Opinion

Mark Tilsen: Teaching about Wounded Knee 1890 and 1973






Participants in the Wounded Knee incident in 1973. Photo from Onkwehón:we Rising

Mark Tilsen, the president and co-founder of Native American Natural Foods, wonders why tribal history is mostly ignored in U.S. schools:
My three children are Oglala Lakota. They grew up here on the Pine Ridge Reservation. If they hadn't, maybe they wouldn't have known about the 1890 massacre at Wounded Knee. That's because Wounded Knee, the most famous catastrophe in Native history, is rarely taught in U.S. schools. Sometimes I wonder if Americans know more about what's happening in Hollywood than they do about what happened right here in South Dakota.

Our little house was two miles from the spot where Chief Big Foot and his band of 300 followers were captured by the U.S. Army and herded into nearby Wounded Knee. It was late December 1890 and the temperature was below zero. Big Foot was supposed to be leading his people to safety, but he had TB and was coughing blood in the snow. He had to be transported by travois. That slowed the caravan that was fleeing the soldiers. They were refugees on their own land, and Wounded Knee would be their final stop.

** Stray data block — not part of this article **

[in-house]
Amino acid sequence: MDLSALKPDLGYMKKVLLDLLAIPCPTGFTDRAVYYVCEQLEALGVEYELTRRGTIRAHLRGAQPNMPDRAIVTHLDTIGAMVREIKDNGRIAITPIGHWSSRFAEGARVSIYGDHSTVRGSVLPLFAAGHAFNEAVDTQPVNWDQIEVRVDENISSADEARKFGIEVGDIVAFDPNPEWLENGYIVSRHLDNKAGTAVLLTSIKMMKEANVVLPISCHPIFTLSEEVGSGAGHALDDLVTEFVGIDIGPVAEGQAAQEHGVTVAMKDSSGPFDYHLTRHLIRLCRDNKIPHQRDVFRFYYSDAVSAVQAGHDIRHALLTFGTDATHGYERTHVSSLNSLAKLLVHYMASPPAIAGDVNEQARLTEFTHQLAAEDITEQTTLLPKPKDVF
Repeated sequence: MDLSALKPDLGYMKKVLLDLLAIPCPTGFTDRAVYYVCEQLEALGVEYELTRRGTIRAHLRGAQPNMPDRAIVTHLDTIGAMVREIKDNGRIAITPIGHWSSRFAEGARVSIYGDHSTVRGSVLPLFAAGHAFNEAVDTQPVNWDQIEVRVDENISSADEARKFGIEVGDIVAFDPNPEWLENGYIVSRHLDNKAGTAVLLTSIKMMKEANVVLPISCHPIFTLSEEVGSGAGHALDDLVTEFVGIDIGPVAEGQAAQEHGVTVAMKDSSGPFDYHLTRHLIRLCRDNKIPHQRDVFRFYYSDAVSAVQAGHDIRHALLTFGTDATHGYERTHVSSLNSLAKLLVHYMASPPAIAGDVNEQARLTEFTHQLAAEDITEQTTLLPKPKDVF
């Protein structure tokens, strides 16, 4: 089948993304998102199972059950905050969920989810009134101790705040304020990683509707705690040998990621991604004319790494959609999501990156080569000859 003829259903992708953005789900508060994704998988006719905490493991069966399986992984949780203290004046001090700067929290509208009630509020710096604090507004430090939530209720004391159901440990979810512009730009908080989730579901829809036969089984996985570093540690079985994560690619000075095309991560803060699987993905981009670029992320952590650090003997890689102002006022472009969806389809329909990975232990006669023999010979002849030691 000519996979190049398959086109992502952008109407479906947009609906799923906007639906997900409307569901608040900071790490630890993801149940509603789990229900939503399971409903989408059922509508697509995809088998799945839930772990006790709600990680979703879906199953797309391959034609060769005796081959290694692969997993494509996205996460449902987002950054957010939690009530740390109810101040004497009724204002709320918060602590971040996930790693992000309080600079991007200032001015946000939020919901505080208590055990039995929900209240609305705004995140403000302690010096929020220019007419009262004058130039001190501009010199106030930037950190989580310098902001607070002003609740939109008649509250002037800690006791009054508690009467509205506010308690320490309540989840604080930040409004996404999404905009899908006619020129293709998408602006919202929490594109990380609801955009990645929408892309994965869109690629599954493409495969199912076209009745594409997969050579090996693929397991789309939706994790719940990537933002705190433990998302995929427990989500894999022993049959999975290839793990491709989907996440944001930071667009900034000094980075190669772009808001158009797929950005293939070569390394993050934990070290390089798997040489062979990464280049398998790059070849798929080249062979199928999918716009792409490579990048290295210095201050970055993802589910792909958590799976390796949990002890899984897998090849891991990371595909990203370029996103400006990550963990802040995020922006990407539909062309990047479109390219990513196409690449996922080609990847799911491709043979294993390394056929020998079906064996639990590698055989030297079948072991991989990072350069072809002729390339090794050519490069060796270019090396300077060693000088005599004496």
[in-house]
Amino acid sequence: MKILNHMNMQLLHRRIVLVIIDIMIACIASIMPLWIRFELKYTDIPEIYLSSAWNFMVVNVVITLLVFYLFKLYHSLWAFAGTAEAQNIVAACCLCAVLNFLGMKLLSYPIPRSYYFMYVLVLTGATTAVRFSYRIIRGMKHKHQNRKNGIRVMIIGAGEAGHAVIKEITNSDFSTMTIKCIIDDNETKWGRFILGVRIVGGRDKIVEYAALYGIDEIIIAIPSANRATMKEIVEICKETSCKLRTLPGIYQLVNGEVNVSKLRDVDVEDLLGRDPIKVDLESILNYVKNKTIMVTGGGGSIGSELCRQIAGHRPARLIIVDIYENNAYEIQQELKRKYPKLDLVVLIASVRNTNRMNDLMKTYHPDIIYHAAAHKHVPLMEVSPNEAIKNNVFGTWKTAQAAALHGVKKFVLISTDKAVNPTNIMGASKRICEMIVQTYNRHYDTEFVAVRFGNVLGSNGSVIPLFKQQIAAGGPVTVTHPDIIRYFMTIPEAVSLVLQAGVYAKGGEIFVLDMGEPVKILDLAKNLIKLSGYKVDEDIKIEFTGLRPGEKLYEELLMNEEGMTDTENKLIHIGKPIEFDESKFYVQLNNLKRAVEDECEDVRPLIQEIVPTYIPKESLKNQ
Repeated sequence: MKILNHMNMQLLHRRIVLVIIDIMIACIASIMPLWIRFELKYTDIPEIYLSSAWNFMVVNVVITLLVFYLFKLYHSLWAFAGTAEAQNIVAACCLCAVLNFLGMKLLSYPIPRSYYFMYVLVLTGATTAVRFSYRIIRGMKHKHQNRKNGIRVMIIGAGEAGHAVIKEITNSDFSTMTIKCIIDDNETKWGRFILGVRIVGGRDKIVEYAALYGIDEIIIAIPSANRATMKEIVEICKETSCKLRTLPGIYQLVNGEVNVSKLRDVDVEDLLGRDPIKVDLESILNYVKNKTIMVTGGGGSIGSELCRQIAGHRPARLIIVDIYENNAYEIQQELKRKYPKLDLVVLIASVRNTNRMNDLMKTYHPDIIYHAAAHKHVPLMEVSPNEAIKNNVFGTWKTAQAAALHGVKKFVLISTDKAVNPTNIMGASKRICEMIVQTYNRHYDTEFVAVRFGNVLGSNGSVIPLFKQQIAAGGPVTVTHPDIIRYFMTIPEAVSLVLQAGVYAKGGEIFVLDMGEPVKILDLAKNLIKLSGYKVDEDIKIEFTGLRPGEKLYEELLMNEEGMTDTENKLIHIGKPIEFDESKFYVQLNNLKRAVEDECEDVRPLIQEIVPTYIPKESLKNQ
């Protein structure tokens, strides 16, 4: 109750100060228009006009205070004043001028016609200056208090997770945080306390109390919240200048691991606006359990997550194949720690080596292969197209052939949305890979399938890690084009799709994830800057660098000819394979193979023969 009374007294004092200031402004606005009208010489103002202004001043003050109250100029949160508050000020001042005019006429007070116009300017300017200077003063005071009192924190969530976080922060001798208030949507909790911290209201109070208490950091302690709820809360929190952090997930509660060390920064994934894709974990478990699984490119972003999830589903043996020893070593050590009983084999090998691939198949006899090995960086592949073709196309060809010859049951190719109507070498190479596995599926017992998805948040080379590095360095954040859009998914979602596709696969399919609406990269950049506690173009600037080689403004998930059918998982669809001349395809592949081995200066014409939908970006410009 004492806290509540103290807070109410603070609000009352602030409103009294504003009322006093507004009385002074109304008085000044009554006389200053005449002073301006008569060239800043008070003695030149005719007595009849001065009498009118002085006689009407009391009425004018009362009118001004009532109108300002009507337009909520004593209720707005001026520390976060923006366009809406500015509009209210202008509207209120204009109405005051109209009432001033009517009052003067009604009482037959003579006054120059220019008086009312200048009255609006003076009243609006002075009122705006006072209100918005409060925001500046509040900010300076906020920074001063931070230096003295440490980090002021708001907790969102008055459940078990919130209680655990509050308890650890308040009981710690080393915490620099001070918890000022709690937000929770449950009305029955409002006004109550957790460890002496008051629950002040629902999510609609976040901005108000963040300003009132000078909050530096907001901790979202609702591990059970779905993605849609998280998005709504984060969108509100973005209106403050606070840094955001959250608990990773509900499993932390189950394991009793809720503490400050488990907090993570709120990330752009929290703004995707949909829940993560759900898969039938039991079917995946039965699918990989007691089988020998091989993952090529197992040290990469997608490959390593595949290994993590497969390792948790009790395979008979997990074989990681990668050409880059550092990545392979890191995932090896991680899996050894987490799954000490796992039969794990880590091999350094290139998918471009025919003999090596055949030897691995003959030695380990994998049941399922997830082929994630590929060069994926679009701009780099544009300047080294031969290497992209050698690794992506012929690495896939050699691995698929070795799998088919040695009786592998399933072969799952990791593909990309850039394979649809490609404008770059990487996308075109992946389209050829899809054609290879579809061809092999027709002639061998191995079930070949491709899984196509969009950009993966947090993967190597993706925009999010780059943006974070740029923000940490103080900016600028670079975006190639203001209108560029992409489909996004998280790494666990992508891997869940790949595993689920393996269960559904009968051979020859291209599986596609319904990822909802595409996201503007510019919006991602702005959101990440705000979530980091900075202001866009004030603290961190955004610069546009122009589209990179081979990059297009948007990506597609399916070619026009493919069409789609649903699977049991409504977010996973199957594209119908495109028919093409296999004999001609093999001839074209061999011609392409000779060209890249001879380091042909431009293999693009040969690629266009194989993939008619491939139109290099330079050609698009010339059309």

Eighty-three years later, in the winter of 1973, over 200 Lakotas and members of the American Indian Movement (AIM) seized the village of Wounded Knee to demand human and treaty rights. Hundreds of federal agents and U.S. soldiers surrounded the little village, armored personnel carriers patrolled the perimeter and fighter jets swooped overhead. For 71 days, our government carried out military operations against Indian people.

The takeover electrified Indian Country and caught the attention of the world.

Get the Story:
Mark Tilsen: 1890 and 1973: Do We Really Know What Happened at Wounded Knee? (The Huffington Post 11/7)